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Tunisia’s noble success, where many have failed

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OPINION by Abdulrahman al-Rashed – The Nobel Peace Prize was awarded to the Tunisian National Dialogue Quartet in October. It was awarded to people who worked to prevent their country from falling into the abyss due to the winds of change during the Arab Spring.

What the people of Tunisia accomplished speaks for itself, Nobel Prize aside. Taking a look at what’s happening in neighboring countries, like Libya, for example, is enough to tell you that. Tunisia has walked the same path as Libya but it did not collapse into the abyss.

The country is currently stable thanks to the agreement of the Tunisian brothers who – despite not being able to agree on anything before – decided to sit and work together in what marked a defining moment.

So thank you to Tunisia’s politicians, parties, intellectuals, institutions, organizations and syndicates for producing the reconciliation, and accepting the minimum of their wishes so they can all be partners in the country.

Tunisia and its people became admirable because it’s the only Arab country to walk the path of change with the least amount of chaos and relapses. This is in addition to the fact that Tunisia set the first sparks of the Arab Spring.
Long road to reconciliation

The head of the Nobel Peace Prize Committee considers Tunisia a country that serves as an example. But the road is long and a Nobel award in itself does not produce results. Yielding results requires a determination to continue the country’s reconciliatory project, a commitment to respecting the constitution, and the acceptance of election results. It is a task that requires patience and continuous sacrifice.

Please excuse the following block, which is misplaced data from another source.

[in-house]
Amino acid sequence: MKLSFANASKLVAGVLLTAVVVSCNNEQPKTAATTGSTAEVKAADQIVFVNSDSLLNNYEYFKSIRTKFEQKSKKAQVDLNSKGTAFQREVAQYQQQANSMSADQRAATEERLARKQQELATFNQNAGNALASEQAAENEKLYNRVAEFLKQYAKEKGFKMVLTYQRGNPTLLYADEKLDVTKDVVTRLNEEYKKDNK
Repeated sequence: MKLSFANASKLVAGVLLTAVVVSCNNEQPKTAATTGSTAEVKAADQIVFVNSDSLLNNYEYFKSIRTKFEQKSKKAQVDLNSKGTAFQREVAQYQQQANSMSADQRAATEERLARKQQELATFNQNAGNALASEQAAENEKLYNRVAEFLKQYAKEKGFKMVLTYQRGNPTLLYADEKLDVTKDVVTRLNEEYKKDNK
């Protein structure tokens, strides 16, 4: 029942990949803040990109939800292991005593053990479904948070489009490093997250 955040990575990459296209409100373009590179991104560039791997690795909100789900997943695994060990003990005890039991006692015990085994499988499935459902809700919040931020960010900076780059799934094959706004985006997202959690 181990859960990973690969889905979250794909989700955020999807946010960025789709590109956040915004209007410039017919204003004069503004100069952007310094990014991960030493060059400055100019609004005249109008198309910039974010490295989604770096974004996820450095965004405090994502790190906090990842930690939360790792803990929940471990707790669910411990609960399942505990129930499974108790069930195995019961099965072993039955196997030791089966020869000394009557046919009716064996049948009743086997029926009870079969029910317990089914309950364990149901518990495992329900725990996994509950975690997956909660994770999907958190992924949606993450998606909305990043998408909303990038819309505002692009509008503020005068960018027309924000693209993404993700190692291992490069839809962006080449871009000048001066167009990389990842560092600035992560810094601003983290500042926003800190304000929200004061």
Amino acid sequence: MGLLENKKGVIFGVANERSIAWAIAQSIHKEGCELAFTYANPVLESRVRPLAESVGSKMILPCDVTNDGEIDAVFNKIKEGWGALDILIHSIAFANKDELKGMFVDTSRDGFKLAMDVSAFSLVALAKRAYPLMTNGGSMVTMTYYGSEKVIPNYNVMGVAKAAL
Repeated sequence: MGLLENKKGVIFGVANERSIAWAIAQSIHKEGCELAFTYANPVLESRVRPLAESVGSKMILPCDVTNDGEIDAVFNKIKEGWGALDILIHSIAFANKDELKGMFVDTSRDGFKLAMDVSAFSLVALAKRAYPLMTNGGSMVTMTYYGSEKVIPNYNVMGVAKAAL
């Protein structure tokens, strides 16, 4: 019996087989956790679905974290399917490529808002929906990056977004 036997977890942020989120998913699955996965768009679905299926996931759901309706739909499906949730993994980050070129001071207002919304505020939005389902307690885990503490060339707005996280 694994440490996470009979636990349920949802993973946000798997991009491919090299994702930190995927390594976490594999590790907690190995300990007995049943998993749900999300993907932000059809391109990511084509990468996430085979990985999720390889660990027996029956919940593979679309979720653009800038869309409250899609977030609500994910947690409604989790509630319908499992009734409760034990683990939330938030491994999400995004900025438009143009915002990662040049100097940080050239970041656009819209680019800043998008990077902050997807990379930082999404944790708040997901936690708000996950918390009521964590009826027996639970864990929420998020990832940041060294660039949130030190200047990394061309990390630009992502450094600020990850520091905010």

Tunisia is a country that does not have a lot of economic resources. A terrorist attack or an explosion is thus enough to sabotage sources of livelihood. It is however not enough to harm the social and political fabric, which is the only safety net.

Political groups that reject the project of a modern Tunisia attempted to resort to violence but failed to sabotage the new regime. The Nobel Prize here represents a global recognition of what the Tunisian people did to confront chaos, choose reconciliation and unite against terrorism.

But why has Tunisia succeeded while the rest of the Arab Spring countries have not?

What makes Tunisia’s Islamists, liberals and leftists finally able to agree on a formula for co-existence, and on basic principles to resort to in parliament and when implementing the constitution?

The question I’m asking those whom justify chaos, and like to blame others, is this: Why have the other countries which passed through what Tunisia passed through in 2011 failed? Al Arabiya


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